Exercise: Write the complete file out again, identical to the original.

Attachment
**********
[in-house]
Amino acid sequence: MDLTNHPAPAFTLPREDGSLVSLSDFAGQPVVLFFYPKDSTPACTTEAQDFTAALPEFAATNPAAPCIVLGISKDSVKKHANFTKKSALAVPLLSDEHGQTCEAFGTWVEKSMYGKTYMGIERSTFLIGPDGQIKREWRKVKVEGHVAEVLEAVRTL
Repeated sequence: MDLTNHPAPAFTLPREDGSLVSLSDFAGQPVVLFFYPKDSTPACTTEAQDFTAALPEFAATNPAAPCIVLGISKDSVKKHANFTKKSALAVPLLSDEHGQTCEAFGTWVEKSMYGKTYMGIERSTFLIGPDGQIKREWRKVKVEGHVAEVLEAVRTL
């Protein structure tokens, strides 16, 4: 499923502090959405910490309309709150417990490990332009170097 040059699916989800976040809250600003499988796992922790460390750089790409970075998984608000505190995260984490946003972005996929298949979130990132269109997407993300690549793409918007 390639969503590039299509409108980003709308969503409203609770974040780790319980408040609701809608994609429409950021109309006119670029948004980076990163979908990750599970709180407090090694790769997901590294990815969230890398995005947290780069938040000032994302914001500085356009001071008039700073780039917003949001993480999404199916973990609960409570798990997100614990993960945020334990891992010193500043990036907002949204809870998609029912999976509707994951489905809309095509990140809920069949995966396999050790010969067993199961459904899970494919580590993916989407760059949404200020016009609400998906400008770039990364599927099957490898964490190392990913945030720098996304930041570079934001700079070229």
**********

[in-house]
Amino acid sequence: MDLTNHPAPAFTLPREDGSLVSLSDFAGQPVVLFFYPKDSTPACTTEAQDFTAALPEFAATNPAAPCIVLGISKDSVKKHANFTKKSALAVPLLSDEHGQTCEAFGTWVEKSMYGKTYMGIERSTFLIGPDGQIKREWRKVKVEGHVAEVLEAVRTL
Repeated sequence: MDLTNHPAPAFTLPREDGSLVSLSDFAGQPVVLFFYPKDSTPACTTEAQDFTAALPEFAATNPAAPCIVLGISKDSVKKHANFTKKSALAVPLLSDEHGQTCEAFGTWVEKSMYGKTYMGIERSTFLIGPDGQIKREWRKVKVEGHVAEVLEAVRTL
């Protein structure tokens, strides 16, 4: 499923502090959405910490309309709150417990490990332009170097 040059699916989800976040809250600003499988796992922790460390750089790409970075998984608000505190995260984490946003972005996929298949979130990132269109997407993300690549793409918007 390639969503590039299509409108980003709308969503409203609770974040780790319980408040609701809608994609429409950021109309006119670029948004980076990163979908990750599970709180407090090694790769997901590294990815969230890398995005947290780069938040000032994302914001500085356009001071008039700073780039917003949001993480999404199916973990609960409570798990997100614990993960945020334990891992010193500043990036907002949204809870998609029912999976509707994951489905809309095509990140809920069949995966396999050790010969067993199961459904899970494919580590993916989407760059949404200020016009609400998906400008770039990364599927099957490898964490190392990913945030720098996304930041570079934001700079070229």